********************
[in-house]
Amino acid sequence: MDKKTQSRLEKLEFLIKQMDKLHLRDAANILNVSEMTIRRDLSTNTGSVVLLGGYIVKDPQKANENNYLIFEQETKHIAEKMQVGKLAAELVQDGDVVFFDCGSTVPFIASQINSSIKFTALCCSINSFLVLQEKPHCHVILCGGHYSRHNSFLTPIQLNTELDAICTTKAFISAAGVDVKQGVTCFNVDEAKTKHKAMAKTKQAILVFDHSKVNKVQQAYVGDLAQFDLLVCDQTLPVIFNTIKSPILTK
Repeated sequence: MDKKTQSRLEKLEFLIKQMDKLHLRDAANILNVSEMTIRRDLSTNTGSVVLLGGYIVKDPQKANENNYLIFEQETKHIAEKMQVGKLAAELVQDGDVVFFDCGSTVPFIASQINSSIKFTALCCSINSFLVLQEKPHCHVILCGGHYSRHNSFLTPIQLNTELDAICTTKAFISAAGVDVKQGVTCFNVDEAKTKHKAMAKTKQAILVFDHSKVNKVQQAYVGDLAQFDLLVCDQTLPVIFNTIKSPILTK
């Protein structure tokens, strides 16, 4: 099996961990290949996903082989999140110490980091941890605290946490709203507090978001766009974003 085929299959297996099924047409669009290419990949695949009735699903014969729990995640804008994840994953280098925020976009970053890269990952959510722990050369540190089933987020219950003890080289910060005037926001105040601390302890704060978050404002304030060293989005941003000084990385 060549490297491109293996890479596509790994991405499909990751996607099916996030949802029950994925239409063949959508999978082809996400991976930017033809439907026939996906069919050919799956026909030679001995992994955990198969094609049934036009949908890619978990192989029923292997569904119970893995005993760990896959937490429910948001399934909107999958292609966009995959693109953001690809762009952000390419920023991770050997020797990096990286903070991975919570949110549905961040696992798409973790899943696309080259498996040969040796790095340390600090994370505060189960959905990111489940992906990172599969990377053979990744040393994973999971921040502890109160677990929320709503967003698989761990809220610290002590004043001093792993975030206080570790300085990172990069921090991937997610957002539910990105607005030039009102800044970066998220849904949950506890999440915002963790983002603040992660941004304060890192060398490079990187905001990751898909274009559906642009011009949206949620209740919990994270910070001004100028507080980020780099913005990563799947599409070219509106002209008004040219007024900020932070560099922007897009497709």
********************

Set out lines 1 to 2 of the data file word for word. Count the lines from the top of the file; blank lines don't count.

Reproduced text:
[in-house]
Amino acid sequence: MDKKTQSRLEKLEFLIKQMDKLHLRDAANILNVSEMTIRRDLSTNTGSVVLLGGYIVKDPQKANENNYLIFEQETKHIAEKMQVGKLAAELVQDGDVVFFDCGSTVPFIASQINSSIKFTALCCSINSFLVLQEKPHCHVILCGGHYSRHNSFLTPIQLNTELDAICTTKAFISAAGVDVKQGVTCFNVDEAKTKHKAMAKTKQAILVFDHSKVNKVQQAYVGDLAQFDLLVCDQTLPVIFNTIKSPILTK